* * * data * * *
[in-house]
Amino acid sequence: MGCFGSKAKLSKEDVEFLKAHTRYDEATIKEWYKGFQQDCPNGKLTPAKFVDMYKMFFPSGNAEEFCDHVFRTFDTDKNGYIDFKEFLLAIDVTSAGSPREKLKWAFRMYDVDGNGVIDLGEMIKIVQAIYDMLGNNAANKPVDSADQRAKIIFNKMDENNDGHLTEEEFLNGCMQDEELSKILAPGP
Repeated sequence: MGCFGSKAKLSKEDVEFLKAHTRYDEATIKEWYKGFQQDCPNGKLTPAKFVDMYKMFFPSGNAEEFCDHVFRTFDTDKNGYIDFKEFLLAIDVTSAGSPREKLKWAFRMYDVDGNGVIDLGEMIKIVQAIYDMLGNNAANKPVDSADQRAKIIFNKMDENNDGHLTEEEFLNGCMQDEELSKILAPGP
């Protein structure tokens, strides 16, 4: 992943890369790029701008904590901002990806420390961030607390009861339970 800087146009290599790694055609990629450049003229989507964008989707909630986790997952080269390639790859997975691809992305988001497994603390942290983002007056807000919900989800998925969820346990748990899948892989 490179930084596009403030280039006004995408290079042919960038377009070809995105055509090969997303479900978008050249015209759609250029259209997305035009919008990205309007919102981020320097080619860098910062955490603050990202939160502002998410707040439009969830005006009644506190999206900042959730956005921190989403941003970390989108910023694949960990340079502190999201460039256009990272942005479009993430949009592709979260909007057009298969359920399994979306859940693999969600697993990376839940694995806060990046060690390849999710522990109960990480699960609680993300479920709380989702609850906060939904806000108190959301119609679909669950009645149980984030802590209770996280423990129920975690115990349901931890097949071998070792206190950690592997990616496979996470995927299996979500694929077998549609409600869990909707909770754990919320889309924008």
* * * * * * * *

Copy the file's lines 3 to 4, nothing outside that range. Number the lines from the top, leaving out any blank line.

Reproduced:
Repeated sequence: MGCFGSKAKLSKEDVEFLKAHTRYDEATIKEWYKGFQQDCPNGKLTPAKFVDMYKMFFPSGNAEEFCDHVFRTFDTDKNGYIDFKEFLLAIDVTSAGSPREKLKWAFRMYDVDGNGVIDLGEMIKIVQAIYDMLGNNAANKPVDSADQRAKIIFNKMDENNDGHLTEEEFLNGCMQDEELSKILAPGP
């Protein structure tokens, strides 16, 4: 992943890369790029701008904590901002990806420390961030607390009861339970 800087146009290599790694055609990629450049003229989507964008989707909630986790997952080269390639790859997975691809992305988001497994603390942290983002007056807000919900989800998925969820346990748990899948892989 490179930084596009403030280039006004995408290079042919960038377009070809995105055509090969997303479900978008050249015209759609250029259209997305035009919008990205309007919102981020320097080619860098910062955490603050990202939160502002998410707040439009969830005006009644506190999206900042959730956005921190989403941003970390989108910023694949960990340079502190999201460039256009990272942005479009993430949009592709979260909007057009298969359920399994979306859940693999969600697993990376839940694995806060990046060690390849999710522990109960990480699960609680993300479920709380989702609850906060939904806000108190959301119609679909669950009645149980984030802590209770996280423990129920975690115990349901931890097949071998070792206190950690592997990616496979996470995927299996979500694929077998549609409600869990909707909770754990919320889309924008």